Still Shouting #Pride2018

We’re coming up to Pride 2018 but those unaware could easily mistake it for Jim Wells-mania going by the media coverage. The inspiring Alternative Queer Ulster event which platformed a diverse range of voices from across the community went next to ignored in mainstream coverage as Nolan, the Belfast Telegraph and the rest instead sought to platform the most outraged condemnations they could find. As usual, no LGBT voice can be heard in Northern Ireland without it swiftly being followed by Wells, Allister or some other such reactionary spitting poison. This week, we’ve had fringe Christian cranks calling for a boycott of Primark for their support of Pride, Arlene Foster (remember her? wasn’t she supposed to be nice now?) claiming that flying Pride flags on local council buildings was a ploy to remove the Union flag, Jim Allister whinging about Translink and wall-to-wall Wells. The coverage of Pride has been devoted entirely to homophobes with LGBT voices and issues completely written out of the narrative. Even progressive allies have generally just offered the usual pablum about marriage while using Pride events as a launchpad for boring Twitter point-scoring against each other. As an antidote to this, we are platforming actual community voices. Chris Geddis, a speaker at Alternative Queer Ulster, has kindly allowed us to share the transcript of his speech at Stormont about the issues faced by LGBT people in Northern Ireland.

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Northern Ireland. 2018. Queer people are protected under the auspices of the Section 75 legislation, we are a protected class from discrimination, we have equal rights to goods and services (Despite Paul Givan’s best efforts), We must be treated fairly by employers and when you go to college or university there are protections in place and societies for us to join if we so choose. We can have civil partnerships and it’s generally agreed it’s a matter of WHEN, not if for Equal Marriage.

And when it’s the lead up to pride we see rainbow flags everywhere, businesses support us generally, unless we want a cake of course. The retailers stock up on lovely rainbow apparel for us to wear and purchase, some bars and restaurants even selling special cocktails with a rainbow theme. And the larger corporations even march with us in the parade in a lovely display of acceptance. (Just don’t ask them do they donate to pride or does any of the money they make with the rainbow gear go towards our community)

There have been plenty of dramatic coming out stories on TV, We are told queer characters and trans characters are appearing in many more movies and shows than they ever did. Just that you know, we don’t get a say in the storylines and we’re snubbed for the roles. Utopia right?

All those lovely protections and rights I rhymed off? They’re for adults, or those who leave school at 16. Section 75 doesn’t apply to schools regarding students, Queer kids are still not supported, politically or within the education sector. Sexual education is not inclusive, kids still don’t feel supported at school and many continue to wait until they’ve left to come out, as it’s safer when you’re older.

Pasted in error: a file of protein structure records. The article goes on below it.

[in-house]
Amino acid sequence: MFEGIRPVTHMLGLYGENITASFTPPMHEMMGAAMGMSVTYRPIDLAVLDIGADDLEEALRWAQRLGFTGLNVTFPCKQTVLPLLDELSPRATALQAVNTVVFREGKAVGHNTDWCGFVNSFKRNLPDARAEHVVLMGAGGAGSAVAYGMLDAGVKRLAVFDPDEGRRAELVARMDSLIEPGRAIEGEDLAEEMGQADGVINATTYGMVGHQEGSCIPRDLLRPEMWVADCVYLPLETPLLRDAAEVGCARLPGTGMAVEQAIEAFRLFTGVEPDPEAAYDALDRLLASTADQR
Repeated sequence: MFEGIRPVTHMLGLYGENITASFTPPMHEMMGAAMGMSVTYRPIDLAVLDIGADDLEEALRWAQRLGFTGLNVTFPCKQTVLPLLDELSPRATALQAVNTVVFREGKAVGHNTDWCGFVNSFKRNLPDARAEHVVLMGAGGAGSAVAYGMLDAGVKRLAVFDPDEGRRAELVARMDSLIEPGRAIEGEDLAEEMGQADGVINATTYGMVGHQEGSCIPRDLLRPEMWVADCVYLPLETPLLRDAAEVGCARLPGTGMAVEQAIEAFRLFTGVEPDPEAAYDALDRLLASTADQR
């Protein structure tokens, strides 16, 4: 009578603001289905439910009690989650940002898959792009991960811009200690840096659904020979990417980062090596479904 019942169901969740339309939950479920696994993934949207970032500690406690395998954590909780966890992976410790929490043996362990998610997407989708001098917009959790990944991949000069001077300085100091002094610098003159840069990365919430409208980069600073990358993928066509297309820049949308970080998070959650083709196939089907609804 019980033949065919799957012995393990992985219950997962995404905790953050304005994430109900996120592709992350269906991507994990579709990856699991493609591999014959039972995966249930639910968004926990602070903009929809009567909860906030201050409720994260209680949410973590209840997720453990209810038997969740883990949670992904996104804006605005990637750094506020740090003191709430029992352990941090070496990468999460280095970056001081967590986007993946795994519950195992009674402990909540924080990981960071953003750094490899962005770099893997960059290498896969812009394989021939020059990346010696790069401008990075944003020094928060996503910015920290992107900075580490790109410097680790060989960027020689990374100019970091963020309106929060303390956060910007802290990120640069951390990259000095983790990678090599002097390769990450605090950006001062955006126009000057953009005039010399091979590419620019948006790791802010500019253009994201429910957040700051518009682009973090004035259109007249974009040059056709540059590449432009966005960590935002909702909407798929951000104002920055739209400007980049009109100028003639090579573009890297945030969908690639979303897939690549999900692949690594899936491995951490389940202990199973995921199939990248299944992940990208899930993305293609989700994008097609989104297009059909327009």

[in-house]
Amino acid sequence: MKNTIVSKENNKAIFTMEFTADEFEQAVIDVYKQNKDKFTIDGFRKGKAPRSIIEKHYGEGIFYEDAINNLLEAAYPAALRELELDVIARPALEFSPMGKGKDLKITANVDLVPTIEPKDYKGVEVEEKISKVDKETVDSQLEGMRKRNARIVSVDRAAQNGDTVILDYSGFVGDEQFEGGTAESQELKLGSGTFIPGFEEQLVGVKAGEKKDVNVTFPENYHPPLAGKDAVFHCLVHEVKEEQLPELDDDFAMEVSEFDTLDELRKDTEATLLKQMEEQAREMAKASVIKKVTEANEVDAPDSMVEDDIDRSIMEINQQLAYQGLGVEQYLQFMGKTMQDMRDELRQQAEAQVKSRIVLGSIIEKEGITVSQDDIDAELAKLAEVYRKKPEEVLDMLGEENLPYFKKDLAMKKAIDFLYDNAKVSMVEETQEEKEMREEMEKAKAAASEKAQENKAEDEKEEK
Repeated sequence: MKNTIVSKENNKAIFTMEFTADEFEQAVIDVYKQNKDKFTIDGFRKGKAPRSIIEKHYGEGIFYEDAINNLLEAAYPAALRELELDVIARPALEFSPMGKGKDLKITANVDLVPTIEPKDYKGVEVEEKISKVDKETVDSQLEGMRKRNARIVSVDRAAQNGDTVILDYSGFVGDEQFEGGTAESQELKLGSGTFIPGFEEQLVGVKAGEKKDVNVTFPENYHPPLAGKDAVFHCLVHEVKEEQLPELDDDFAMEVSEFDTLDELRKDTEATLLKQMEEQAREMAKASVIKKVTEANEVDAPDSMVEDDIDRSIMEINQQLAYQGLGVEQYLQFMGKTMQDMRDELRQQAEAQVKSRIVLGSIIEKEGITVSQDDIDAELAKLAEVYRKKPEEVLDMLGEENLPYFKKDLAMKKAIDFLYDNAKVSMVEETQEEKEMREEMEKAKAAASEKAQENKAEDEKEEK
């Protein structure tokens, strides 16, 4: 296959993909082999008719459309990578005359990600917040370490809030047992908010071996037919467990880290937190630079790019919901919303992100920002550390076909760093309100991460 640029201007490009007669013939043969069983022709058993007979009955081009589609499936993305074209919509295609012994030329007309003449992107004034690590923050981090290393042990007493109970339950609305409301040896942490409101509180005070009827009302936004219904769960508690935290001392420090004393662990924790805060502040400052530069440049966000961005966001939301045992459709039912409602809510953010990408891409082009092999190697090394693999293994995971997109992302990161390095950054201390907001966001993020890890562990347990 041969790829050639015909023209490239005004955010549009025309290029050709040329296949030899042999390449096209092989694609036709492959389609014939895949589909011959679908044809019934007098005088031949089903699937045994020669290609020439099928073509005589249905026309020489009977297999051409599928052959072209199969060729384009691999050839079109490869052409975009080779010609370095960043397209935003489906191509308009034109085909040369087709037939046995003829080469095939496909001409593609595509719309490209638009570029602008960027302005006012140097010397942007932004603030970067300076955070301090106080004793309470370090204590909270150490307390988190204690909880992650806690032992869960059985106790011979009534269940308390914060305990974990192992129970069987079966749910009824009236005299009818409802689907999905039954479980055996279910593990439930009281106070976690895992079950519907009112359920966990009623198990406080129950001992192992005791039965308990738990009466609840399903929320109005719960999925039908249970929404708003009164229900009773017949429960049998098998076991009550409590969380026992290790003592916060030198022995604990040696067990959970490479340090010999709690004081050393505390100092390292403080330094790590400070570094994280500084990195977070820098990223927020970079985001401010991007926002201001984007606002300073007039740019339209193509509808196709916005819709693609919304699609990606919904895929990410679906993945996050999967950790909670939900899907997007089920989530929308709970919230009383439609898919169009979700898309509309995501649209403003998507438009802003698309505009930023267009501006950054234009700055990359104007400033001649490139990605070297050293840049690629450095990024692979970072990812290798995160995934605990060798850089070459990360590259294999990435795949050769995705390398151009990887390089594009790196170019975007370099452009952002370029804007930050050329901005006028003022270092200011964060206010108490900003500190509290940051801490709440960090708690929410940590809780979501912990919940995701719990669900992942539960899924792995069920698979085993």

In 2003 the Shout report was released by YouthNet, looking at the views and experiences of queer youth in Northern Ireland. While most knew of their sexuality at the age of 12 or 13, male defining respondents waited until 17, and female defining respondents to 18 before coming out. 44% experienced active bullying in school environments and 63% had generally negative memories and experiences of their school days.

But sure! That was what? 15 years ago? We’re in the utopia in which we’ve got a city centre drowning in rainbow flags, it must have gotten so much better in the past 15 years due to all this business support, TV Soap storylines and those lovely protections right?

Let’s just see…In 2017 the follow up report was released entitled “Still Shouting”. I recommend everyone takes a read at this. 68% of respondents reported that they were bullied. This may be because kids feel more comfortable coming forward about this kind of bullying but that figure is still stark. It went up. 72% of respondents also reported a negative reaction on coming out within school life. It is a testament to the political failure of our honourable politicians to provide help and support to one of the most vulnerable age groupings of our queer community. They’re still shouting. Why aren’t we listening?

In this so called “golden age” of Queer rights, in which more political parties than not have specific queer or LGBT groupings, why then do our queer children still cry out in pain? It’s time. To those parties who call themselves progressive or Queer inclusive I tell you now. We will hold you to the mark. No more wasting your time on assembling the party vote machine into scooping up pride awards, no more snide social media wars on how much more queer friendly you are than another party, No more smiling photo ops talking about how good you are to us, no more focusing on filling a room with your supporters at queer event so you get the loudest clap. You’ve real work to be getting on with. Not one transfer or preference for any of you, until you pledge to fix and address this vile wrong against our community’s most vulnerable. I urge everyone here to do the same. Thank you.

For more LGBT voices, including #AltQueerUlster organiser Mal O’Hara, discussing the issues faced by the community, listen to our Speakeasy Pride Podcast here.

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